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18. What Are Intermediate-Level Visual Features?

Steven W. Zucker

Subject Psychology

DOI: 10.1111/b.9781119954682.2013.00021.x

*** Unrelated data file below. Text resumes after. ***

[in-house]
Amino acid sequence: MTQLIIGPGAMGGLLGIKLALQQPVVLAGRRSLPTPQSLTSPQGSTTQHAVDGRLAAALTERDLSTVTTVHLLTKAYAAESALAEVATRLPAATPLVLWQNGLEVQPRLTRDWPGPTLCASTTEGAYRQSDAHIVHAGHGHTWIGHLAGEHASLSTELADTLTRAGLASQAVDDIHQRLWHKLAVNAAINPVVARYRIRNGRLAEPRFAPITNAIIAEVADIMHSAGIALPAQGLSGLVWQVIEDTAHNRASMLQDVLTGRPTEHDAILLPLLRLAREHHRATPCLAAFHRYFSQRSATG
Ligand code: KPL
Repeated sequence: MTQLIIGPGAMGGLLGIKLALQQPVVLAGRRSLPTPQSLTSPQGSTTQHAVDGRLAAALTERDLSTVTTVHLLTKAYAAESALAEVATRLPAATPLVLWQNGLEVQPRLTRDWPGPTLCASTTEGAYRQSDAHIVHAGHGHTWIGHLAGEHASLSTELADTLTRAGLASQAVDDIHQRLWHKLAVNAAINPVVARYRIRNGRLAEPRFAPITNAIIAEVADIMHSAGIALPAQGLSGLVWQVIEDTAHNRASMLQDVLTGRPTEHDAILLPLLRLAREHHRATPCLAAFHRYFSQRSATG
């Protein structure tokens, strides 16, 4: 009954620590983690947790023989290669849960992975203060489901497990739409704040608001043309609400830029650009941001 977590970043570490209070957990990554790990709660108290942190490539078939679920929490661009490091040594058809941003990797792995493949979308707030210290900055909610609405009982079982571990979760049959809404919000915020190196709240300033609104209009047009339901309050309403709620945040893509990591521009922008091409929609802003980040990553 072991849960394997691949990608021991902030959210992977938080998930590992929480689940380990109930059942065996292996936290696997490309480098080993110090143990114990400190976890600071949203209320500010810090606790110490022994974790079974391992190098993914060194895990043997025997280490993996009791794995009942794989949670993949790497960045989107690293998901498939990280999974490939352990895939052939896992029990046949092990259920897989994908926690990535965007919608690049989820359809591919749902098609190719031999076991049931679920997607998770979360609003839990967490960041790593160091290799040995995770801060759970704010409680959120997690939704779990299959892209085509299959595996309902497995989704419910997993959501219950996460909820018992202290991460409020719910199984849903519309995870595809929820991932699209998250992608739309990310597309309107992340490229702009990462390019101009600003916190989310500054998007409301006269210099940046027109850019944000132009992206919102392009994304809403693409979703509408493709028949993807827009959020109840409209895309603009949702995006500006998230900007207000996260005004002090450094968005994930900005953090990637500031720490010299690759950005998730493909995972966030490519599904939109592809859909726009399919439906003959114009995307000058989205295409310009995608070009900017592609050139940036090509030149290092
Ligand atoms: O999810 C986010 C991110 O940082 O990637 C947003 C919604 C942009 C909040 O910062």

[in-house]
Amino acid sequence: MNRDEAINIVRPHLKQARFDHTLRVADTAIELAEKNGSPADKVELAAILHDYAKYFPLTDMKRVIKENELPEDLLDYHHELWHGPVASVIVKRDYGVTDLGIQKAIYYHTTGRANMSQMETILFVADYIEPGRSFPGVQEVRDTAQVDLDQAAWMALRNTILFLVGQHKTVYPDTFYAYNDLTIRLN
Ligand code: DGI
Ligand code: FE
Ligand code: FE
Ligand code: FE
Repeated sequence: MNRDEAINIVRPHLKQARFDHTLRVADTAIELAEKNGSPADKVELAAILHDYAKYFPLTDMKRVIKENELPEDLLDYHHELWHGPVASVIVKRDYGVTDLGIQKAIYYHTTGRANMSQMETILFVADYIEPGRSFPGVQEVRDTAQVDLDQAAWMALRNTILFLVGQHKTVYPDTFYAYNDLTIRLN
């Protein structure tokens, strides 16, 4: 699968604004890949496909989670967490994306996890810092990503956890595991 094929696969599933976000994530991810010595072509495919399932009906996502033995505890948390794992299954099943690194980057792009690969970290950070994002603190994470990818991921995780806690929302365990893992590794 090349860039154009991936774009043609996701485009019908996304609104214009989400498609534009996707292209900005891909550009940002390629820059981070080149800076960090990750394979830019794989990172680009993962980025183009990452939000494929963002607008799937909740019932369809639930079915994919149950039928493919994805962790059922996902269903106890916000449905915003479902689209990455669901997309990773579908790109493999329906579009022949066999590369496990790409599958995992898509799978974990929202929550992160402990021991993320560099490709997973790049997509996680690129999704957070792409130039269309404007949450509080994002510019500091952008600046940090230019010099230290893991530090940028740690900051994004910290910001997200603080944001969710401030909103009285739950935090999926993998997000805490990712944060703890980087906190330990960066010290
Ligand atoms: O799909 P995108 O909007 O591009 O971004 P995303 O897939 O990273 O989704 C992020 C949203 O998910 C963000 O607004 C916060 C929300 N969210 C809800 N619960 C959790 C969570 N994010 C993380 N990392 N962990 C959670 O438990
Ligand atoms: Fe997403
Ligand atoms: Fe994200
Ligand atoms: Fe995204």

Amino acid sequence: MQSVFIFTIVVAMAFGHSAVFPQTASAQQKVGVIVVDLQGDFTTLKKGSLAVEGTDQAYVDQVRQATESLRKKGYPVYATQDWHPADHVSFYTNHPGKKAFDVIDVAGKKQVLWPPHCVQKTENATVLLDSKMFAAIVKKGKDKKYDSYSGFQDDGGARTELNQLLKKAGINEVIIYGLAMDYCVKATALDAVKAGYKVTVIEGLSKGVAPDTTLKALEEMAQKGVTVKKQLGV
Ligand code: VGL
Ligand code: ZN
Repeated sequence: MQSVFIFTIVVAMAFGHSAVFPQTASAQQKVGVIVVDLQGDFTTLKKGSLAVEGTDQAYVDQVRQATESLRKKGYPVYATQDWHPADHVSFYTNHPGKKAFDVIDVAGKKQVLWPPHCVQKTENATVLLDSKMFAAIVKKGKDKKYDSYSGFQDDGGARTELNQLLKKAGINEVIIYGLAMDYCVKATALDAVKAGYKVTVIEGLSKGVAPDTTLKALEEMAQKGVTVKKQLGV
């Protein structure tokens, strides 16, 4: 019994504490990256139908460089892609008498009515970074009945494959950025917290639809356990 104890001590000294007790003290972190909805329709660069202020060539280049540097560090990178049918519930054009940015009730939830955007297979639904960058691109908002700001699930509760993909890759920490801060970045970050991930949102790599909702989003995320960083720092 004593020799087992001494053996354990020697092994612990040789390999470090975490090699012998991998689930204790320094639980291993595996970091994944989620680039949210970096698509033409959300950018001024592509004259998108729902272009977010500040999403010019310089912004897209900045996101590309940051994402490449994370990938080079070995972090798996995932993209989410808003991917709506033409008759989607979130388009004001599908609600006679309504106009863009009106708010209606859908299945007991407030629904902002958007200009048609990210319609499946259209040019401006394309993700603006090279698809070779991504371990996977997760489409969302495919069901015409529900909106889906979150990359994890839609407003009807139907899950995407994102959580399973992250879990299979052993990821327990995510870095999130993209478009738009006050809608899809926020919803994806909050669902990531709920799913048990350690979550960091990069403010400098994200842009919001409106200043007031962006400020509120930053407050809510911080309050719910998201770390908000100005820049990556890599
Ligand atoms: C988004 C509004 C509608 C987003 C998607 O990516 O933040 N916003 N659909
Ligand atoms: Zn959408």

Before the middle of the last century, it was difficult to relate the theoretical, phenomenological, psychophysical, and neurophysiological levels of visual analysis. Each had their own language, their own explanatory style, and their own data. This all changed as the concept of a visual feature solidified. Specifying “what the frog's eye tells the frog's brain,” paraphrasing the title of Lettvin's ( Lettvin, Maturana, McCulloch, & Pitts, 1959 ) seminal paper, showed how features could be viewed as maps from image fragments, or their neural realization, to higher levels, thus forming the basis for visual representation hierarchies. At the top of the hierarchy was a classifier, for example, to identify when a putative fly is in range. Although the hierarchies under consideration in mammalian and primate visual systems are now much deeper than that for the frog, by and large this view still predominates, especially for object recognition. However, a problem arises when one considers the more abstract issues revealed by the Gestalt psychologists, for example figure–ground. These are not features with local support, such as the dark moving spot depicting a fly, nor do they fit naturally within standard views of the feedforward visual hierarchy. General vision requires much more perceptual organization; it implies an interplay between bottom-up and top-down issues. The visual system ... log in or subscribe to read full text

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